This Contract Manufacturer’s Share Price Has Plunged 55% in the Last 18 Months. Is It a Bargain Now?
Hi-P International Ltd (SGX: H17) is one of the region’s largest integrated contract manufacturers. The group provides solutions to clients in diverse industries such as wireless telecommunications, consumer electronics and medical devices. It has 12 manufacturing plants located across five cities in China. Hi-P’s share price has plunged from a high of S$2.68 in March 2018 to the current S$1.15, a 55% drop in just 18 months. One reason for this could be its lacklustre FY 2018 earnings, which saw revenue dipping marginally by 1.7% year-on-year but net profit declining by almost 17% due to higher cost pressures. In October 2018, the group had also issued a profit guidance that mentioned a delay in sales recognition due to postponement of billing and lower market demand for certa
The Motley Fool Singapore
Jeremy Chia
2019-09-13 09:38:51
Here’s How Much You Would Have Made If You Had Invested S$1,000 in Raffles Medical Group 20 Years Ago
Over the last five years, Raffles Medical Group Ltd (SGX: BSL) shares have tumbled 28% and now trade close to a five-year low. However, that is not to say that the healthcare giant has not been a massive winner over the longer term. Since it was listed in Singapore in 2000, the healthcare provider has grown at a breakneck pace, becoming one of Singapore’s most recognisable healthcare brands. Looking back I took a trip down memory lane to see how much an investor would have made if they had invested in Raffles Medical around 20 years ago. In 2000, shares of Raffles Medical traded at a split-adjusted price of 23.5 Singapore cents per share. Today, Raffles Medical shares exchange hands for around 96.5 Singapore cents. That equates to a 310.6% gain in that time frame. For perspecti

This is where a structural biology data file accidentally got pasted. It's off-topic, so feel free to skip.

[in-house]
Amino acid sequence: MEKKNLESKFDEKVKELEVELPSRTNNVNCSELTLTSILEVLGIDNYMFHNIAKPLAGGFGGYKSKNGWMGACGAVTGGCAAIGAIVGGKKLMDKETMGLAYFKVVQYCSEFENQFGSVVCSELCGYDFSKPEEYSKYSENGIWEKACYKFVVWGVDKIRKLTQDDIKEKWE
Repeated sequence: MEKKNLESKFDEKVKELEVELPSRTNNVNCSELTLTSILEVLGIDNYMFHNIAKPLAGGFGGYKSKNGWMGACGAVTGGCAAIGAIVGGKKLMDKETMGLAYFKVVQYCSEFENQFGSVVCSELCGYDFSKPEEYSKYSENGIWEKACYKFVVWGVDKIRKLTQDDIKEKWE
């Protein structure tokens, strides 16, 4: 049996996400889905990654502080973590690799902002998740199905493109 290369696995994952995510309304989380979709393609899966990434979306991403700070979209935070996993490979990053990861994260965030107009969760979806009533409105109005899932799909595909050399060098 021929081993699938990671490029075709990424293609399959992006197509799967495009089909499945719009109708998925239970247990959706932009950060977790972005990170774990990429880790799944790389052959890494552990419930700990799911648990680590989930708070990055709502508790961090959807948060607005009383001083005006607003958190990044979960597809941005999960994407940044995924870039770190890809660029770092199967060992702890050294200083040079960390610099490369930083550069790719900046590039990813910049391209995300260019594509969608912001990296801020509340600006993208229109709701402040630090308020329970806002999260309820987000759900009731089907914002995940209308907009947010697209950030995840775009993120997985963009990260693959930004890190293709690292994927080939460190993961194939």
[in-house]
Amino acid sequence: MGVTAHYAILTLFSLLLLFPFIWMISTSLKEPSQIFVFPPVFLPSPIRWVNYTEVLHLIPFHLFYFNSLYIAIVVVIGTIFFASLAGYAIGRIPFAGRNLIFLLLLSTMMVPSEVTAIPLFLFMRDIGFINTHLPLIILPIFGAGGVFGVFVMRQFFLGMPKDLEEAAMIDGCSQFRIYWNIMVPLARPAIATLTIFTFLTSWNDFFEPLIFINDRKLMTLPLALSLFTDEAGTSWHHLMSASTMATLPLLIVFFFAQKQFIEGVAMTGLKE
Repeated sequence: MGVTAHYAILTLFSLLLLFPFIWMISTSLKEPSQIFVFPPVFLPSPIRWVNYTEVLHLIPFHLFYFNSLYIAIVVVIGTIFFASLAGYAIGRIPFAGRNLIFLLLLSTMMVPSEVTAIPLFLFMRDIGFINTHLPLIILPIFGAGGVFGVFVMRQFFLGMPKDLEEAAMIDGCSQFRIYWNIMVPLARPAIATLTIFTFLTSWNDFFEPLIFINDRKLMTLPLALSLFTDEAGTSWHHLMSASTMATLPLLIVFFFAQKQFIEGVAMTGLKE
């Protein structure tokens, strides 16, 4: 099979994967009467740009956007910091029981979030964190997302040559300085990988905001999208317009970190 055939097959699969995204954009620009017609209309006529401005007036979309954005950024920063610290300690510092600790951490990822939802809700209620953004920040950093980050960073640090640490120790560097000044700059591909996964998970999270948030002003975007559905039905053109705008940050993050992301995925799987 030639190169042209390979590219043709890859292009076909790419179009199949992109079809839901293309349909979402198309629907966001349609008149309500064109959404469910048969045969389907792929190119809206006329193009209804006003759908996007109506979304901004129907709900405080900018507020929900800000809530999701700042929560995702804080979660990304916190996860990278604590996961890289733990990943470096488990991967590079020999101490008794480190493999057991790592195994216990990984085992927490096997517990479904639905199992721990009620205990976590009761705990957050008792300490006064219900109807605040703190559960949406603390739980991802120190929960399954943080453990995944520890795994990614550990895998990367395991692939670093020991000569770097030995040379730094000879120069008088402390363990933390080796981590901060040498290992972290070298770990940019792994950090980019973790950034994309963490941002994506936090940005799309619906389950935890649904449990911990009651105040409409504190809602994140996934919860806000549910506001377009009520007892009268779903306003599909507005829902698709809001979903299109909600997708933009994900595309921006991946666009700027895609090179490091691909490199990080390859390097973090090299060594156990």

The Motley Fool Singapore
Lawrence Nga
2019-09-12 08:33:34
Raffles Medical Group Ltd’s Share Price Plunged 20% in 2019. Here’s Why.
Raffles Medical Group Ltd (SGX: BSL) runs hospital and healthcare services in Singapore. It also has a network of clinics in five countries and thirteen cities. Furthermore, it has two hospitals (one under development) in China. Year-to-date, Raffles Medical’s share price declined by 20% from its peak of S$1.20. Here, let’s try to understand what might have caused the decline. The culprit There are many reasons that cause the stock price of a company to move. Generally, stock price movement is driven either by business performance or investor sentiments. The former is related to how a business performs in a given period, looking at metrics like growth, margins, production and others. Here, the ultimate driver is profit. The latter is driven more by investors’ overall moo
The Motley Fool Singapore
Sudhan P.